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New Name For New Pensacola Bay Bridge On Hold For Now

Sandra Averhart
WUWF Public Media

For the past few months, a citizen’s group has been ramping up their appeal for legislation to name the new Pensacola Bay Bridge in honor of Gen. Daniel “Chappie” James, Jr.  

While the proposal has been gaining momentum, it doesn’t yet have the unanimous support needed to move forward this year.

But, backers are undeterred.

“We believe there is really no appropriate memorial to the general in this town,” proclaimed local businessman and Marine Corps veteran Cris Dosev, who says Pensacola’s new museum and flight academy - and state government building - that bear the general’s name are great, but not enough.

While running for congress last year, Dosev unveiled the idea to name the new span between Pensacola and Gulf Breeze for General Daniel “Chappie” James, Jr. and erect a statue in his honor.

“You could imagine people would be coming right off like this, right, and they’d be greeted by Gen. James, you know, holding his helmet and an airplane,” said Dosev, describing what motorists would see as they crossed the bridge into Pensacola. “I think that would be phenomenal.”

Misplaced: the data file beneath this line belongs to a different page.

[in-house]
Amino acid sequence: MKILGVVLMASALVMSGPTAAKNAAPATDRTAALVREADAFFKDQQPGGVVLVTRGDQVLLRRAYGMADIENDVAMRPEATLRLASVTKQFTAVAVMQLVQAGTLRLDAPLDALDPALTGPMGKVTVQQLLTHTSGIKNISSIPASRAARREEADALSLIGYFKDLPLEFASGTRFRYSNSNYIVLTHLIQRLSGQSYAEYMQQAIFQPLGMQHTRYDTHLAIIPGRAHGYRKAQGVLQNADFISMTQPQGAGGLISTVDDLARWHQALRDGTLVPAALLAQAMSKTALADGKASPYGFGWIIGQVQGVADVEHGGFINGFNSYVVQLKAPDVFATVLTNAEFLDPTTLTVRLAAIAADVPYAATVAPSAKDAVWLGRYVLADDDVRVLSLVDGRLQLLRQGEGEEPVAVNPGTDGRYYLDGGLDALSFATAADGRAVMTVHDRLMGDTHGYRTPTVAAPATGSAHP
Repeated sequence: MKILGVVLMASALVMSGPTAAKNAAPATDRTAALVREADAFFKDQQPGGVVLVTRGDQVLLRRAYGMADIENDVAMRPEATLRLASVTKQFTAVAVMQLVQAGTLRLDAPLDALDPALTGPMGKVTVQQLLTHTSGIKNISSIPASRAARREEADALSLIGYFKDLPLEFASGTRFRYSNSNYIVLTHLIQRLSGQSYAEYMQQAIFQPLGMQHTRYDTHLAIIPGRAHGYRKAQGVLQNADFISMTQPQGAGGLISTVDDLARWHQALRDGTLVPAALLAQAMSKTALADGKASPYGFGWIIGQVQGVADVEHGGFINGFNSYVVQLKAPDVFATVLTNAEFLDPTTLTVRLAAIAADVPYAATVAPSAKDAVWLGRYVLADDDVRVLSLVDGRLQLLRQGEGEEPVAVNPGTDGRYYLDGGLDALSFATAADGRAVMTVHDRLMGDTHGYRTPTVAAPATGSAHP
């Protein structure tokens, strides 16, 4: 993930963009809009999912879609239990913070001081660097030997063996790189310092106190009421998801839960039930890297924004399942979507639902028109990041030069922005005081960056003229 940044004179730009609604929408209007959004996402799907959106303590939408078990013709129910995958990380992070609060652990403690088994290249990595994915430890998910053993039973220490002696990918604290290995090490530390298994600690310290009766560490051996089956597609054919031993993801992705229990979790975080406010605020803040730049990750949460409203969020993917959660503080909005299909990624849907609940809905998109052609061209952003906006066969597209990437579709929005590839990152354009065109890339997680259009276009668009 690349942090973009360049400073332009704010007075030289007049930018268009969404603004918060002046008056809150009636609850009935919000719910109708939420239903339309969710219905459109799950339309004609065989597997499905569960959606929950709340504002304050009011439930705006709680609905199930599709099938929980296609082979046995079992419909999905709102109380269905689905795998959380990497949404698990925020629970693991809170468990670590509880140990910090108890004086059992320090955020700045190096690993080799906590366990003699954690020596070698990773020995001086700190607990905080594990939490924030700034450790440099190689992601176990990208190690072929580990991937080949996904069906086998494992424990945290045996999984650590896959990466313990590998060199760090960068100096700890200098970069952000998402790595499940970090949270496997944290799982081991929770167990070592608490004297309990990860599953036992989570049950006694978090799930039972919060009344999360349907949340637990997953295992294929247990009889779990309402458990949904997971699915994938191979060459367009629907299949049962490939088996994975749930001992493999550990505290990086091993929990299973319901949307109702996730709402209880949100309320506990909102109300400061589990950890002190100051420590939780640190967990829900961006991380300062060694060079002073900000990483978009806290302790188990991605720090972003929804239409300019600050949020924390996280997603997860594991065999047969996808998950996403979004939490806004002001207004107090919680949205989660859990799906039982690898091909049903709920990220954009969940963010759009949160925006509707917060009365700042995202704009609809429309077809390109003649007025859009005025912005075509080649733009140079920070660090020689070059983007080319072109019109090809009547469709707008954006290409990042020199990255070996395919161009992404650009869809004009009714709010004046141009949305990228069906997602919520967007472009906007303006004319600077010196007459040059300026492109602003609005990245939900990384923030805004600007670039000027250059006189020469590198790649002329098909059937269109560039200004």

On a recent weekday morning, he envisions a monument to Gen. James, in the greenspace at the bridge landing where Pensacola’s City of Five Flags display once sat.

But, where to locate a monument is secondary to getting the naming support needed from local elected officials.

Dosev is forming a board with like-minded individuals, who’ve been helping him make the case that Gen. James is most deserving of the honor - as a Pensacola native, who served with the famed Tuskegee Airman and rose to become first African-American four-star general in the U.S. armed forces.

“(He) served during three wars, fought in two; 180 combat missions,” Dosev began. Continuing, he recounted the story of Gen. James staring down Muammar Gadaffi because he wanted to take over that base in Libya, and later becoming a four star general and the commander of the North American Air Defense Command.